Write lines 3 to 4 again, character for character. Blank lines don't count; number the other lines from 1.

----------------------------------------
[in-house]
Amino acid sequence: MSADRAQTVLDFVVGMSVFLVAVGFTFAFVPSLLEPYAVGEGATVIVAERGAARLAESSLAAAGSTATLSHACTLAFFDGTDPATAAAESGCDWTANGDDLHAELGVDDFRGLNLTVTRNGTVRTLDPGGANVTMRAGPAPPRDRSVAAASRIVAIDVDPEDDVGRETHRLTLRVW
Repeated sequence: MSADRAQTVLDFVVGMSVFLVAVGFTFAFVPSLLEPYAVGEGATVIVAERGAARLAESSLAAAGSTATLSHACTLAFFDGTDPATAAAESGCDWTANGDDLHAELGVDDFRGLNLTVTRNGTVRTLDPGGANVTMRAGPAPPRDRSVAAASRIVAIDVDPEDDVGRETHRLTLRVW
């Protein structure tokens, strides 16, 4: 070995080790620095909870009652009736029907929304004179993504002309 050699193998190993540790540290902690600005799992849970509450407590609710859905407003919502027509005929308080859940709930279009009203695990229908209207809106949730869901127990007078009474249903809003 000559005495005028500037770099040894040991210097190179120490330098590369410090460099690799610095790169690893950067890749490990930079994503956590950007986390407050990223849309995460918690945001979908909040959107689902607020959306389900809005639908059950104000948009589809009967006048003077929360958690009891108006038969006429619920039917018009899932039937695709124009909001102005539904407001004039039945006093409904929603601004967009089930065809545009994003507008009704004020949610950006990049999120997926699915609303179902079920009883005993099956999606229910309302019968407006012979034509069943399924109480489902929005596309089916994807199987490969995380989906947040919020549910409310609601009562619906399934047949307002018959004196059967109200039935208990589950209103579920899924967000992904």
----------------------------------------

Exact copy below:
Repeated sequence: MSADRAQTVLDFVVGMSVFLVAVGFTFAFVPSLLEPYAVGEGATVIVAERGAARLAESSLAAAGSTATLSHACTLAFFDGTDPATAAAESGCDWTANGDDLHAELGVDDFRGLNLTVTRNGTVRTLDPGGANVTMRAGPAPPRDRSVAAASRIVAIDVDPEDDVGRETHRLTLRVW
């Protein structure tokens, strides 16, 4: 070995080790620095909870009652009736029907929304004179993504002309 050699193998190993540790540290902690600005799992849970509450407590609710859905407003919502027509005929308080859940709930279009009203695990229908209207809106949730869901127990007078009474249903809003 000559005495005028500037770099040894040991210097190179120490330098590369410090460099690799610095790169690893950067890749490990930079994503956590950007986390407050990223849309995460918690945001979908909040959107689902607020959306389900809005639908059950104000948009589809009967006048003077929360958690009891108006038969006429619920039917018009899932039937695709124009909001102005539904407001004039039945006093409904929603601004967009089930065809545009994003507008009704004020949610950006990049999120997926699915609303179902079920009883005993099956999606229910309302019968407006012979034509069943399924109480489902929005596309089916994807199987490969995380989906947040919020549910409310609601009562619906399934047949307002018959004196059967109200039935208990589950209103579920899924967000992904």